Karl-James Langford

This week I dedicate this column to Thomas (Tom) Clement who has very sadly passed away recently. Tom was a man of intense knowledge of his greatly beloved Cadoxton with a raft of data in that wise head of his. And I, like many in the Barry and District, will miss Tom very much. We turn this week to a name sake of Mr. Clement: Thomas Ewbank. . And a churchyard that would be very familiar to both Tom’s, Cadoxton.

The image today is that marker of Thomas Ewbank’s passing at the old yard at Cadoxton. Thomas Ewbank passed away on 29th April 1922, at the age of 65 years old he was a great local historian, but had many other hats.

The grave memorial establishes Thomas Ewbank as a well known and respected headmaster. A headmaster of the Barry and district and by 1921 at the Cadoxton Boys school; the year which point of fact he had retired, but had been a teacher (school master) since 1879; and presided over the development that the dock would bring after 1884.

He married Sarah Jane Keenan at Llandaff 17th October 1881, and had nine daughters.

Thomas Ewbank was born in 1856, in Shap Westmorland, a place of great beauty and a landscape that he would never forget. As his home in Cadoxton is believed at 2 Sea View terrace (Victoria park); house known also as Pen y Bryn, to have been party built out of stone quarried from his beloved first home of birth Westmorland.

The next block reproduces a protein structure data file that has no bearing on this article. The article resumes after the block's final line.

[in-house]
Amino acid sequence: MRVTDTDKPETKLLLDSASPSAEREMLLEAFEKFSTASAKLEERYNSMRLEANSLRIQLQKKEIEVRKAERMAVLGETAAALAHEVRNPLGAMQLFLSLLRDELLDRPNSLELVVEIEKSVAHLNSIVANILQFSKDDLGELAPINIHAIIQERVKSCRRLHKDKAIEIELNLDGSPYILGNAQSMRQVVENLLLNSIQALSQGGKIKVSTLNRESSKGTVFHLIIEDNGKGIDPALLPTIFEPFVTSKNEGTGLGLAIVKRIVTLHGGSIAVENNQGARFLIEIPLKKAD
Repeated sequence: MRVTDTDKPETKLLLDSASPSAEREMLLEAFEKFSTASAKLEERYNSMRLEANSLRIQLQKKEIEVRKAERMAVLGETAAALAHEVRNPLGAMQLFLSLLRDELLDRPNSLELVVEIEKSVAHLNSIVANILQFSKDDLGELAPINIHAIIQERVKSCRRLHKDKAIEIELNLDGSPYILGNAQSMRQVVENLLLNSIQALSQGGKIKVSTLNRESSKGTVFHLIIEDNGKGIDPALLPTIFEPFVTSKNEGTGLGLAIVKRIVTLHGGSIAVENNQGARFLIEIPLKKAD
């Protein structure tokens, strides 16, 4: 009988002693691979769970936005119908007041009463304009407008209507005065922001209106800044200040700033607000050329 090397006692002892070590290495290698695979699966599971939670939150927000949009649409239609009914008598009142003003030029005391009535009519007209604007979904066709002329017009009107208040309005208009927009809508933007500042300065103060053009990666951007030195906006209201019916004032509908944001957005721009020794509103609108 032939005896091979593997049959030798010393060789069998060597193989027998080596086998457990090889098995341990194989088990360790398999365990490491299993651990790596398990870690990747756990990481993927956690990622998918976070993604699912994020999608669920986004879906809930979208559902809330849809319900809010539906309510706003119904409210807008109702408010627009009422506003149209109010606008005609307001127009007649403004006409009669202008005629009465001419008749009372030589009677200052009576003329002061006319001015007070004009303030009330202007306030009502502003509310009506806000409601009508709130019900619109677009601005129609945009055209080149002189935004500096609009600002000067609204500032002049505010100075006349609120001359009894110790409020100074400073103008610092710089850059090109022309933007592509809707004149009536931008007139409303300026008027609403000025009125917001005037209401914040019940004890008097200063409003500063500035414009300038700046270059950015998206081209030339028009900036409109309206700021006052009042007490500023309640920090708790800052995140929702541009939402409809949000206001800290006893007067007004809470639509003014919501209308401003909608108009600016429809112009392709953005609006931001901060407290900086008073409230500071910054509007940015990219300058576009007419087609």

Thomas Ewbank gave us various writings but his book Geography and history of Barry printed in 1922 is a classic, even to Barry and District historians to this day. It had been intended with black and white photography and illustrations as a school teaching aid.

The book contained some sound researched history and geography of the Barry and district, but with folklore and local stories. And, a digest of now disappeared street names, and street and place names that still survive today and their meanings. With so much of the Barry and District heritage now gone, books such as Thomas Ewbank’s and the work of Tom Clement help us understand a lost past.

Deepest love to Tom Clement’s family today. I hope this piece was my way of saying thanks to all of Tom’s dedication to the history of Barry and District.